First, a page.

• shanamirambeau

Home: I'm letting go of the resistance


After teaching a Journaling with your Chakras ( root) class, I began to unwind at home and think of how ,I too, needed to journal about the many themes pertaining to the root Chakra: home, family, work, trust, security, and structure. It's funny how quickly, I as teacher, become student. Towards the end of class one of my students in said, "these questions are hard." I thought to myself, so is life. I responded slow and calm and said, " I know these questions may seem '"hard'" but we have to ask ourselves if we have the courage to ask the questions that will help us to grow, heal, change the narratives of the past, and unravel the thorn patterns that keep us from moving forward. Our root chakra is about our foundation. If our foundation has been fractured, cracked, abandoned, then its our right- our choice to learn the tools to repave, make brand new, steady, and strong.

In thinking to myself and putting my books on the stool by my desk, I looked below and saw that there was a word magnet underneath. When I went to pick it up , I saw that it read "trust." I quickly exhaled, picked up the word magnet and said, "of course Spirit, of course!" Trust was a word that didn't land itself into meaning for me until the last year or so. Words like "lucky" with the pronoun of she and they were more common or phrases of "I wish", "I hope." I've been battling with trust because it wasn't a part of my foundation. When I think of home I think of moving from apartment-to apartment, to finally a house but leaving shortly after because my father and wife made the decision to divorce. Before, I could settle and begin to root, I was on the road again, searching for home with my father. Work meant, my father would be gone for three months and then home for a month, hence his schedule was demanding and exhausting. I spent my teenage years being checked on by relatives but mainly alone until my father met my current step-mother. Even though, "we"- her three kids and myself lived together in a house, my father still had to be on the road because he was a truck driver. From a really young age I learned that work was essential, it was survival, and took up much of ones time. It didn't leave much time for talks, rest, stillness, and the surprise bliss of the everyday. My day-to-day was spent doing homework, chores, and waiting for the phone to ring to see if it was my father on the other line and hoping he was in a good enough mood to hear me, listen to my day, make room -space for my growing.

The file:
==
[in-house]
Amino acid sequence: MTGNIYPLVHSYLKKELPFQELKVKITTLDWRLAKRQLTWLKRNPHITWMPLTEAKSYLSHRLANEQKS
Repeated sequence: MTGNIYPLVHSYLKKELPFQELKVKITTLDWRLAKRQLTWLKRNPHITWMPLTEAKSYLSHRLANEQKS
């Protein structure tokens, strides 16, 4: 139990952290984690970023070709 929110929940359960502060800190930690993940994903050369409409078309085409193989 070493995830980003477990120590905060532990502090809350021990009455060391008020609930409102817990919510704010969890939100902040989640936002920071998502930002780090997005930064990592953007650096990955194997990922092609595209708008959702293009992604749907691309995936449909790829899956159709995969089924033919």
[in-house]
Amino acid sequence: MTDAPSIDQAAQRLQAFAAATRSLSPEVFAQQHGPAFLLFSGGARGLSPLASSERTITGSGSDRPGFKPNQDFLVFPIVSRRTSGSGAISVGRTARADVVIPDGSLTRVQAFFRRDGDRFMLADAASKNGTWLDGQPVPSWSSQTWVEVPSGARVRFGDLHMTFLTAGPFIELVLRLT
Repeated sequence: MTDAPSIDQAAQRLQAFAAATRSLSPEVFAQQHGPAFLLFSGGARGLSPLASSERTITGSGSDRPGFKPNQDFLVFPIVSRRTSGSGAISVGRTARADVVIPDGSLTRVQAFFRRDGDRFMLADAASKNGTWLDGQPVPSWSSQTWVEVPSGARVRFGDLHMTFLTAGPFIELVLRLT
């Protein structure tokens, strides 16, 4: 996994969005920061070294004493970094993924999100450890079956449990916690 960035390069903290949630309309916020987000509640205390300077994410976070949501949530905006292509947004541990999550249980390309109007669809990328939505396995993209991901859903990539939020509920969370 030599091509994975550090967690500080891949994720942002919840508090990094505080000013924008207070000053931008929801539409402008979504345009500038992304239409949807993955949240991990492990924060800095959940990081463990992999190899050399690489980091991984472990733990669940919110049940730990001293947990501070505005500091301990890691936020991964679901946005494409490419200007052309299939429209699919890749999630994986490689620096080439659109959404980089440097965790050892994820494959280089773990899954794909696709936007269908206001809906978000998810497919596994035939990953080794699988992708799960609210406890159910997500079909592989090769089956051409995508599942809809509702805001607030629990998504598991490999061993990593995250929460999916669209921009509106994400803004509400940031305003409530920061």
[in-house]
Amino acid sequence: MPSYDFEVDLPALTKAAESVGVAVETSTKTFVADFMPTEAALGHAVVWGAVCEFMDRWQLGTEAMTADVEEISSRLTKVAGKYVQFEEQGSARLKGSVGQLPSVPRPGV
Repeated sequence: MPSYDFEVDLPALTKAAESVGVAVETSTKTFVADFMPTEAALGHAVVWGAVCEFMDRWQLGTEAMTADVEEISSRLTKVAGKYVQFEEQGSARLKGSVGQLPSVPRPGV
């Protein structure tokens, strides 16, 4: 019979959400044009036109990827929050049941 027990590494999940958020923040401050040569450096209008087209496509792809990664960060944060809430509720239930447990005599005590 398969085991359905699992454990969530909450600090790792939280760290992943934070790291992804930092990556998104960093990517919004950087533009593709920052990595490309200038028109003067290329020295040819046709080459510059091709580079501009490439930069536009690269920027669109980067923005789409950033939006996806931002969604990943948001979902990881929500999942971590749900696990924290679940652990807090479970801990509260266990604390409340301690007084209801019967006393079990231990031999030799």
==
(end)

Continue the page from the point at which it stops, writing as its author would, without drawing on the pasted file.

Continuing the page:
The next day after journaling I was laying in bed and went into a full cry, "I miss my mother," I said. I laid in by bed and allowed every tear to fall and hugged myself with my blanket. My parent's divorced at the age of four and since then I experienced two step-mothers and three divorces by the time I was fifteen. I never really had time nor gave myself permission to mourn the absence of my mother and how my parents severed relationship made me question love for myself and the possibility of sustaining it , allowing it to grow, and thrive. Instead I felt completely lost in the sea of my parents new relationships and step-children. I use to reach for my mother often. This meant scattered calls, hoping she would answer and get back to me soon, random visits, and trying to locate her newest home situation. This last mother's day I didn't reach for her. No text, call or email. I didn't even turn on the television because every time I did there was some commercial about "mother". As if "mother" is only smiles, fun, laughter, quality time, and hugs. Of course these were performances of "mother" for the consumer but I know it exist for many.

For me "Mother" has meant silence, distance, unanswered questions, absence-a loss.

I envy those girls who mother's care enough for them to argue with them, spend quality time, and most importantly the mothers that can sustain themselves with emotional maturity, not forcing their daughter's to carry the weight of their shadow selves.

It's been three years since I graduated from CalArts and I have no doubt that the resistance to be at "home" is connected to the multitude of loss. I left these towns, cities, and memories in hope of greater pastors but the "greater pastor" has been learning ways and gaining tools that will assist me in my retrieval of hurt-damanged parts of self and repairing step-by-step.


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